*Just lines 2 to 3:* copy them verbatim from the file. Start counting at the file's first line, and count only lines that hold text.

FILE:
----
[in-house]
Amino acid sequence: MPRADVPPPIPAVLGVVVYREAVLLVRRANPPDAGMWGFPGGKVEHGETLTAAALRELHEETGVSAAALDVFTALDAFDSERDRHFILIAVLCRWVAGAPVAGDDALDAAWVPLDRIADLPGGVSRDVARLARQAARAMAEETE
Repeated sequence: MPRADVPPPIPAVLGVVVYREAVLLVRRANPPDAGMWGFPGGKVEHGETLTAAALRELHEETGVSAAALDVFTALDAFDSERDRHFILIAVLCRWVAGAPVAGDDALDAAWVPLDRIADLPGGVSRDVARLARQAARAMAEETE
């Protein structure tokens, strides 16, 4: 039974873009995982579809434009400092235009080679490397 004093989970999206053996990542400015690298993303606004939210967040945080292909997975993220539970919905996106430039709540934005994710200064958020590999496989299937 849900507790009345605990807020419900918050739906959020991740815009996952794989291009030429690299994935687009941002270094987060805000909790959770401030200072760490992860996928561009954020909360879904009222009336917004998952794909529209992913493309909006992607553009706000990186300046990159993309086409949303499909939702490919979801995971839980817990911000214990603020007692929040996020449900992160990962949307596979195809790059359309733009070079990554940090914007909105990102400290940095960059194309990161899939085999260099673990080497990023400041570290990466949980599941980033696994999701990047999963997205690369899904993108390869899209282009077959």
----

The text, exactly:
Amino acid sequence: MPRADVPPPIPAVLGVVVYREAVLLVRRANPPDAGMWGFPGGKVEHGETLTAAALRELHEETGVSAAALDVFTALDAFDSERDRHFILIAVLCRWVAGAPVAGDDALDAAWVPLDRIADLPGGVSRDVARLARQAARAMAEETE
Repeated sequence: MPRADVPPPIPAVLGVVVYREAVLLVRRANPPDAGMWGFPGGKVEHGETLTAAALRELHEETGVSAAALDVFTALDAFDSERDRHFILIAVLCRWVAGAPVAGDDALDAAWVPLDRIADLPGGVSRDVARLARQAARAMAEETE